- Poetry, Politics, and the Body in Rimbaud: Lyrical Material by Robert St. Clair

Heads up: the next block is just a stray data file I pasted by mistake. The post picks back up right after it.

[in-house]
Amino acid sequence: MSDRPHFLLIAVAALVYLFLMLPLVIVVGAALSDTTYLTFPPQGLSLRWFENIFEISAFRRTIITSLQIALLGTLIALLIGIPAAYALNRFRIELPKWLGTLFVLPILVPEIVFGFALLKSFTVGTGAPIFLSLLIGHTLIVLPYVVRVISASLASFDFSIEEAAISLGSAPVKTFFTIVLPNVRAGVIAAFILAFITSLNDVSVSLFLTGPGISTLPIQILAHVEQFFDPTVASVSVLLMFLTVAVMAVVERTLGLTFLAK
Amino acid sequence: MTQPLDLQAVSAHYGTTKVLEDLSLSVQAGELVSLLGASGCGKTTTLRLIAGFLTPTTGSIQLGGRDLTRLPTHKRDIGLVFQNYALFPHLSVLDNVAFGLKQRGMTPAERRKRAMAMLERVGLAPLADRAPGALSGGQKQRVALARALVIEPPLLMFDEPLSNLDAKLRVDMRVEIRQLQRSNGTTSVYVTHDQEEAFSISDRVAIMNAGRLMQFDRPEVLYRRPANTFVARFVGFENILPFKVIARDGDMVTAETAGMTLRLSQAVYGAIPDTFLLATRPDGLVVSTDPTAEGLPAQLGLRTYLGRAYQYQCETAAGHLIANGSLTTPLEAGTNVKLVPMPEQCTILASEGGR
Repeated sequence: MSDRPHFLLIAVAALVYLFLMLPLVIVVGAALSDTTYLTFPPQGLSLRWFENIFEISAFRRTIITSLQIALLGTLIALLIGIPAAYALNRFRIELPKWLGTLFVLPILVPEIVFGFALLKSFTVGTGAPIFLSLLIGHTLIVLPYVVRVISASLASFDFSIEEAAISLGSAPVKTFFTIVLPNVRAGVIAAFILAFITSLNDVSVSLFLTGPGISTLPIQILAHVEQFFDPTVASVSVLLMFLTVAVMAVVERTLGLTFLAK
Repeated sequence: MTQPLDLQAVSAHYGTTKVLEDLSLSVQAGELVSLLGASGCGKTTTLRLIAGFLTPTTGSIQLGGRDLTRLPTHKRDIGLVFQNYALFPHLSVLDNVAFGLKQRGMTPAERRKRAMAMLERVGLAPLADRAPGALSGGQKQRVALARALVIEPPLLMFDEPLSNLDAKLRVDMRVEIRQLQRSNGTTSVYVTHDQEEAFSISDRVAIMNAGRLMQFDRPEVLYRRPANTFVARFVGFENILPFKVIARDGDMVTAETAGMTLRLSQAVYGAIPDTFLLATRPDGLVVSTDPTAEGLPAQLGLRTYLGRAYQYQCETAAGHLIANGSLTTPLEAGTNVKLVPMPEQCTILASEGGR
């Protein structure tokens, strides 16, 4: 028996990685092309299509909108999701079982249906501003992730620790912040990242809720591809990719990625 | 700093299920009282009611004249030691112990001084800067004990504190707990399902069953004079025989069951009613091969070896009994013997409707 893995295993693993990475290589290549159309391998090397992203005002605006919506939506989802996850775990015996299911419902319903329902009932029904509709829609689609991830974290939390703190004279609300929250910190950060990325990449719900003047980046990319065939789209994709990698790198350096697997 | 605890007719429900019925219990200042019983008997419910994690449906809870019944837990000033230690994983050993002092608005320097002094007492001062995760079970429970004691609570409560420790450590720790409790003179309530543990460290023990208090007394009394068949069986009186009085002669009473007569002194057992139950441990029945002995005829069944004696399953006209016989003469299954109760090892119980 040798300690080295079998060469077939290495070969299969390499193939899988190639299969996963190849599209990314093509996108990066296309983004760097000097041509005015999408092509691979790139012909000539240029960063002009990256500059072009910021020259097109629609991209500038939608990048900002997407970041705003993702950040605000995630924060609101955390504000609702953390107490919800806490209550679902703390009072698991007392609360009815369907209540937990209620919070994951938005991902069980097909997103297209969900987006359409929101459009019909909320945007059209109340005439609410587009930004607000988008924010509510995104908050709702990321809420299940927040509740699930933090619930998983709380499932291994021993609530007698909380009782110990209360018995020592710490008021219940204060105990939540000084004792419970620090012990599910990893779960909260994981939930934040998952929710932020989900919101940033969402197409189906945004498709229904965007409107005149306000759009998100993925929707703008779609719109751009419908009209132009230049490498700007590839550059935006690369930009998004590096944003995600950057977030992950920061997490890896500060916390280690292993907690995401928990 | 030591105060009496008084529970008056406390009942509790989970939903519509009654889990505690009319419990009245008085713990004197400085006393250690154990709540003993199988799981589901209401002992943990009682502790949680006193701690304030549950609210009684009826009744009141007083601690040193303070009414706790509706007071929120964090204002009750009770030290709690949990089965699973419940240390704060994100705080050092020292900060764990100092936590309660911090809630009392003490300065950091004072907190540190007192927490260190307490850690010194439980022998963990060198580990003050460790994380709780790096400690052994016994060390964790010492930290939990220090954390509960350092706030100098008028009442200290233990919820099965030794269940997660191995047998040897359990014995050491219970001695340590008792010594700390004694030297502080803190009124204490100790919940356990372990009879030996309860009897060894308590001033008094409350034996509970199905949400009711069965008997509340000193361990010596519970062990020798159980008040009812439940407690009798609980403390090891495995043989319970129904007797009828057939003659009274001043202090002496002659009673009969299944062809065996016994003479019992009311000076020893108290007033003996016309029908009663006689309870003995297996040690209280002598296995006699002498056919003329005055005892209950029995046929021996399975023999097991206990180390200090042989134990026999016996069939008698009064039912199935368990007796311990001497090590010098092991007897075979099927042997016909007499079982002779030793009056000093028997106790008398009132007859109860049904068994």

In this important contribution to Rimbaud studies, Robert St. Clair moves fluidly among cultural studies, critical theory, intertextuality, and close readings to provide a focused yet wide-ranging consideration of the historical and political valences of the representation of bodies in Rimbaud’s lyric poetry. His goal is to demonstrate the way close reading intersects with historical engagement and ‘poetic politics’ (p. 8). Each chapter is inspired by a single poem around which the author constructs a complex, multifaceted analysis. Chapter 1 uses ‘Sensation’ as a point of entry into Rimbaud’s relation to Théodore de Banville, arguing that the poem participates in ‘a critical, if not utopian, nineteenth-century lyric — one articulating a desire for [ . . .] a geo/topography where things are [ . . .] very far from whatever alienating social environment it is that gives us Monsieur Prudhomme’ (p. 50). Chapter 2 uses ‘Les Effarés’ to explore the way in which Rimbaud and others of his generation ‘simultaneously undermine, dismantle, and parody the “pensive” [ . . .] humanism without content — of pity without a shared or common sense of humanity’ (p. 93) that one finds in poets such as Hugo, François Coppée, or Arsène Houssaye. ‘Les Effarés’ is ultimately ‘a poem about the meaning of disorder in poetic social vision’ (p. 111). ‘Au cabaret vert, cinq heures du soir’ is the focus of Chapter 3, which establishes the cabaret as a political space where ‘the question of leisure and the normalcy of work, the naturalness of class difference in everyday life, found itself debated and ridiculed, politicized and, indeed, sometimes suspended’ (p. 142). The notion of utopia returns here in the context of a close reading of the poem wherein St. Clair demonstrates that ‘it is in the rhythmic texture of stops and sputters, in the débordements of uncontainable lines spilling over each other, that the poem’s [ . . .] micro-utopian narrative about what human existence could be, comes to life’ (p. 133). Chapter 4 focuses on ‘Le Forgeron’, whose titular character is ‘legible as a stand-in for the poète-voyant who takes as the point of departure for arriving at a new form of poetry an (un)working on the self that Rimbaud will dub “encrapulation” — both intoxication [ . . .] and the descent into that subject of unregenerate social negation and revolutionary potential par excellence, the crapule’ (p. 168). The poem is ‘about the materiality of history, about the (potential) disruptive or redescriptive effects that history [ . . .] may produce in the present’ (p. 170). Chapter 5 takes up parody once more, demonstrating that ‘Le Sonnet du trou du cul’ is ‘a writing of the body in its scandalous delights and social impossibility that is also a reflection on the situation of poetry [ . . .] in the aftermath of the Commune, one that seeks to take poetry itself in irreverently revolutionary directions’ (p. 210). The book’s chapters, taken together, admirably and compellingly demonstrate the ways in which ‘Rimbaud’s theory of poetic voyance doubles as a poetic politics, as a mode of participation in the struggles of the present, a mode of opposition to what passes in History for the inevitable’ (p. 183). Rimbaud’s bodies are, on St. Clair’s account, social and historical; the book insightfully maps the way those bodies are represented in poetic and historical space.